Anxiety or Depression

Many of our clients began using drugs and alcohol as a form of self-medicating for their anxiety and or depression. Addictions are often formed shortly after. In the medical field anxiety and depression go hand in hand, but when it comes down to treating each person a careful inspection of each individual is necessary. Today, we will share the differences with you and hopefully shed some light on yourself or a loved one.

The medical director of the Comprehensive Mental Health Program, Sanjay Mathew, M.D says, “There is an overlap between depression and anxiety, but the medications for the two are not the same,” Further he says, “It’s important to recognize how the two are related and treated.”

Let’s break it down. Anxiety is defined as an excessive, worry. No matter how trivial or large, there is anxiety present. As well, there is intolerance for uncertainty. Perhaps this is where we find people develop Obsessive Compulsive Disorders and control disorders. Physical symptoms of anxiety can include muscle tension, poor sleep, fatigue, headaches and several gastrointestinal symptoms such as irritable bowel or irritable bladder. Anxiety can also result in a panic attack, which can be unexpected including physical symptoms such as a racing heart, dizziness and shortness of breath.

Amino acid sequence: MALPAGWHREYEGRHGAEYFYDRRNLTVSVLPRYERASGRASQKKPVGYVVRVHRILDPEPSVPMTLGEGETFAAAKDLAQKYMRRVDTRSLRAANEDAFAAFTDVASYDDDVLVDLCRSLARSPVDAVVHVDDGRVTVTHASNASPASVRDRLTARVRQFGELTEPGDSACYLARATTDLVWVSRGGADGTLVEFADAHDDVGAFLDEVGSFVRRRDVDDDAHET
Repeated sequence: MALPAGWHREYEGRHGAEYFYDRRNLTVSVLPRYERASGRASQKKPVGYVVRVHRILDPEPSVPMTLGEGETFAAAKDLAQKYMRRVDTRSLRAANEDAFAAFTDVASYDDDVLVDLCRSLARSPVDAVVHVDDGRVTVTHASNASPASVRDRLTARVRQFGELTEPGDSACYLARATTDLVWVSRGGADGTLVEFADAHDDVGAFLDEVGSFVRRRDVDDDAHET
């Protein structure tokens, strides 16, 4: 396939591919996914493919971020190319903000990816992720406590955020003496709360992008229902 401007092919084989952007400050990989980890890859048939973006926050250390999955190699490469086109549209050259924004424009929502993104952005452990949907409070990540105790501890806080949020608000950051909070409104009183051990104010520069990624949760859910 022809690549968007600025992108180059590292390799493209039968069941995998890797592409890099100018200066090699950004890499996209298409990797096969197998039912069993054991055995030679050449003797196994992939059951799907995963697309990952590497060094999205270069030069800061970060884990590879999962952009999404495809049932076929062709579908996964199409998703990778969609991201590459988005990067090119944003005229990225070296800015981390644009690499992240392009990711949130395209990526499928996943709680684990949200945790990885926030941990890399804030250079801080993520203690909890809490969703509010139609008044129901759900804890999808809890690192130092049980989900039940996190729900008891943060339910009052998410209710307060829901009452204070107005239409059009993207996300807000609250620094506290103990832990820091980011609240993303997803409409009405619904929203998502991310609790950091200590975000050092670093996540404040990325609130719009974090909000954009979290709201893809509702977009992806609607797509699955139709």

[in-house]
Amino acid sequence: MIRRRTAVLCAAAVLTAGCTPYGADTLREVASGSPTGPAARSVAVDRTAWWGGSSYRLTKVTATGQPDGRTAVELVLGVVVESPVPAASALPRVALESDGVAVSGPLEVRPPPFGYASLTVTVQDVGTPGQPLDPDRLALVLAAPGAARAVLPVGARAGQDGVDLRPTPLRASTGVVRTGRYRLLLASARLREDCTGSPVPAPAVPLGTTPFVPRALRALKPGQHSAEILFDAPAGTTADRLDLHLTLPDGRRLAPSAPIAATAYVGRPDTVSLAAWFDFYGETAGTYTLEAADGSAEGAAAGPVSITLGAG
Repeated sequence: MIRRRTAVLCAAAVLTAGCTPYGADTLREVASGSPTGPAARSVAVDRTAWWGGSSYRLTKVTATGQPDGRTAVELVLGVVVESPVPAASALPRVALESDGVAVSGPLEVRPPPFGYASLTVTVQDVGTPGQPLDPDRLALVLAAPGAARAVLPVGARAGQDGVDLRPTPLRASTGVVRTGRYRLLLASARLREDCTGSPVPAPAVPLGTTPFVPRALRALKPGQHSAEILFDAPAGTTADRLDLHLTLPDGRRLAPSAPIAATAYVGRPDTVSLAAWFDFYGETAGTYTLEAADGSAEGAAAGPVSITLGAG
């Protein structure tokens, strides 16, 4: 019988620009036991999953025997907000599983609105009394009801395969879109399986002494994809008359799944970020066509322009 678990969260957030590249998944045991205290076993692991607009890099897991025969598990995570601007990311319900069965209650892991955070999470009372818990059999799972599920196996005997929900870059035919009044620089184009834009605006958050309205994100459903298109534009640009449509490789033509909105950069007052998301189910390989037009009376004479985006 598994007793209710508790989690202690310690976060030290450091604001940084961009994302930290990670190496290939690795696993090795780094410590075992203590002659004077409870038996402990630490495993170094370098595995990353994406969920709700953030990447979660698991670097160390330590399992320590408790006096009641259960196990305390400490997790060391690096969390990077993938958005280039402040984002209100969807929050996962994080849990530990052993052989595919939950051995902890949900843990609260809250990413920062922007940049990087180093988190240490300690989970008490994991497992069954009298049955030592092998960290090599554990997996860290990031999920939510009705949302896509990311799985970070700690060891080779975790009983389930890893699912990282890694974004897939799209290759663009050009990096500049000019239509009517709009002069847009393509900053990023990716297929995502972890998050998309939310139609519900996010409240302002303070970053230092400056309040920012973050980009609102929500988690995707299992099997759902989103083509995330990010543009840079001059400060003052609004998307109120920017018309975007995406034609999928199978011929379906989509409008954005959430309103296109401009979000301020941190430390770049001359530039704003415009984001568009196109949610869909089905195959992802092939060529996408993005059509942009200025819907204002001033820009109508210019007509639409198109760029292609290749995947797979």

Depression symptoms include a sad mood and a loss for zest in life and can cause impairment in sleep and appetite, guilty ruminations and even thoughts of suicide. However, many people view anxiety as a child of depression,

Matthew says, “If you look at a lifetime of someone with depression, more than 50 percent of them will suffer some kind of anxiety disorder.” When we treat depression, we want to address symptoms of residual or persistent anxiety and vice versa.”

Anxiety in childhood is a well-established risk factor for depression in adulthood, said Mathew.

If a patient is being treated for worry, fear, post-traumatic stress disorder or any other anxiety disorder, the possibility of a mood disorder such as depression should also be addressed.

After a diagnosis is made, physicians look at the severity of the problem and to what extent it is disrupting a patient’s daily life.

For mild depression or anxiety, psychotherapy is recommended for the initial treatment. This can include cognitive behavioral therapy in which patients learn to manage their anxiety through relaxation, facing fears and regulating emotions during stressful situations.

Medication can be helpful at this point, but therapy has better long-term results for preventing a relapse. Benzodiazepines are the most commonly prescribed medications for treating anxiety and can be taken on an as-needed or daily basis.